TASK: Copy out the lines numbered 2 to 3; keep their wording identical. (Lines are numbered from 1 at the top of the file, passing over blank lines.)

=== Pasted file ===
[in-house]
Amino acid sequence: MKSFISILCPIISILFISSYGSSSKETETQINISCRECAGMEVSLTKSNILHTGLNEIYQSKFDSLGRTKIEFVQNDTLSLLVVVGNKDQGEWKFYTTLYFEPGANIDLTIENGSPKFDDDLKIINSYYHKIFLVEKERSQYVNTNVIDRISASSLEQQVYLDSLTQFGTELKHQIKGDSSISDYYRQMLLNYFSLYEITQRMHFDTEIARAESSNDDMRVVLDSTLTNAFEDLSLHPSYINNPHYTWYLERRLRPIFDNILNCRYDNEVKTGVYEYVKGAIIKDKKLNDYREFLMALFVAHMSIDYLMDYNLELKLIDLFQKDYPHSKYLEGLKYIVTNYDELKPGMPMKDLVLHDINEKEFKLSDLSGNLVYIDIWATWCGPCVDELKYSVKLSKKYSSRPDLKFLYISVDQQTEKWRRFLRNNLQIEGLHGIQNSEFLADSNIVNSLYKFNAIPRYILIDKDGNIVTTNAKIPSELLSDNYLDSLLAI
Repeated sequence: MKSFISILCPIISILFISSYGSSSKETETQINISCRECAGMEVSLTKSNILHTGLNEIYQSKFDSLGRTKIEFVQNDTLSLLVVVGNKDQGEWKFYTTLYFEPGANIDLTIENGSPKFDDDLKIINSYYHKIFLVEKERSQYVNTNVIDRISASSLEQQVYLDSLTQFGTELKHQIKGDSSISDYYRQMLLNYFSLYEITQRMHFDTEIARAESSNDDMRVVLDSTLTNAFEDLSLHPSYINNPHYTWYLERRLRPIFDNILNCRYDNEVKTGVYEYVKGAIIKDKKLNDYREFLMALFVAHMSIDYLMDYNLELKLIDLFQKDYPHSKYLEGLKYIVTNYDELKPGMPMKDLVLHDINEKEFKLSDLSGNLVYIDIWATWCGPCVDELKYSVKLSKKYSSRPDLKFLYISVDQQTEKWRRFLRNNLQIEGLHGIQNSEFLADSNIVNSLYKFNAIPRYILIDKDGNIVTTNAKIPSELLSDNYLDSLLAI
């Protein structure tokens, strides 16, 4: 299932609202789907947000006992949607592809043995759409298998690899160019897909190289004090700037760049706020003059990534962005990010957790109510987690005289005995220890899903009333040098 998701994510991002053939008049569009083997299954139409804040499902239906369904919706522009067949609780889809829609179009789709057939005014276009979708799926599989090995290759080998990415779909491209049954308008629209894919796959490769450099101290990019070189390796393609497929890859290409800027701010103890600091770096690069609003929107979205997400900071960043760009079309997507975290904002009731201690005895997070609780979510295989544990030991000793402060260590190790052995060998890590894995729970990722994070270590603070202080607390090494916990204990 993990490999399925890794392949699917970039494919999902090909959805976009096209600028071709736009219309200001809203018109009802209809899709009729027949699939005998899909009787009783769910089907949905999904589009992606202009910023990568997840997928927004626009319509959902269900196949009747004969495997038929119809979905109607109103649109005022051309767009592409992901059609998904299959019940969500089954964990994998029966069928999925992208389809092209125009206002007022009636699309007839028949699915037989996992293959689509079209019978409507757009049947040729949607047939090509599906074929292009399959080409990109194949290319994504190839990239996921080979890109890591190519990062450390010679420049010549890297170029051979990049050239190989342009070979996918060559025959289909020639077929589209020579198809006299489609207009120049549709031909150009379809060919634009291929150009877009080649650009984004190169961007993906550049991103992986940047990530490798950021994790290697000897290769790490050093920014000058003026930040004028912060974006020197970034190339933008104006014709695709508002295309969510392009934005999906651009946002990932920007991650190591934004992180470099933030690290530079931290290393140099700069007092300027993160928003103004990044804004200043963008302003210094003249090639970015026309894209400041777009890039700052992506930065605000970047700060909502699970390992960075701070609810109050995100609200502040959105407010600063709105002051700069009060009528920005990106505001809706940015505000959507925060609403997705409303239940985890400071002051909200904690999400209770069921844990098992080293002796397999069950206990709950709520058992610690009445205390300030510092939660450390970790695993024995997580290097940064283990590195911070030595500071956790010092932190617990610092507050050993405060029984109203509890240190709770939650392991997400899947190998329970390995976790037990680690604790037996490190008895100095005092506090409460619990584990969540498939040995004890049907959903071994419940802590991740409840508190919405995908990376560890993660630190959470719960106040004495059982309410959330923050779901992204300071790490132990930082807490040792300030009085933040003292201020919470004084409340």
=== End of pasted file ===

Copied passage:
Amino acid sequence: MKSFISILCPIISILFISSYGSSSKETETQINISCRECAGMEVSLTKSNILHTGLNEIYQSKFDSLGRTKIEFVQNDTLSLLVVVGNKDQGEWKFYTTLYFEPGANIDLTIENGSPKFDDDLKIINSYYHKIFLVEKERSQYVNTNVIDRISASSLEQQVYLDSLTQFGTELKHQIKGDSSISDYYRQMLLNYFSLYEITQRMHFDTEIARAESSNDDMRVVLDSTLTNAFEDLSLHPSYINNPHYTWYLERRLRPIFDNILNCRYDNEVKTGVYEYVKGAIIKDKKLNDYREFLMALFVAHMSIDYLMDYNLELKLIDLFQKDYPHSKYLEGLKYIVTNYDELKPGMPMKDLVLHDINEKEFKLSDLSGNLVYIDIWATWCGPCVDELKYSVKLSKKYSSRPDLKFLYISVDQQTEKWRRFLRNNLQIEGLHGIQNSEFLADSNIVNSLYKFNAIPRYILIDKDGNIVTTNAKIPSELLSDNYLDSLLAI
Repeated sequence: MKSFISILCPIISILFISSYGSSSKETETQINISCRECAGMEVSLTKSNILHTGLNEIYQSKFDSLGRTKIEFVQNDTLSLLVVVGNKDQGEWKFYTTLYFEPGANIDLTIENGSPKFDDDLKIINSYYHKIFLVEKERSQYVNTNVIDRISASSLEQQVYLDSLTQFGTELKHQIKGDSSISDYYRQMLLNYFSLYEITQRMHFDTEIARAESSNDDMRVVLDSTLTNAFEDLSLHPSYINNPHYTWYLERRLRPIFDNILNCRYDNEVKTGVYEYVKGAIIKDKKLNDYREFLMALFVAHMSIDYLMDYNLELKLIDLFQKDYPHSKYLEGLKYIVTNYDELKPGMPMKDLVLHDINEKEFKLSDLSGNLVYIDIWATWCGPCVDELKYSVKLSKKYSSRPDLKFLYISVDQQTEKWRRFLRNNLQIEGLHGIQNSEFLADSNIVNSLYKFNAIPRYILIDKDGNIVTTNAKIPSELLSDNYLDSLLAI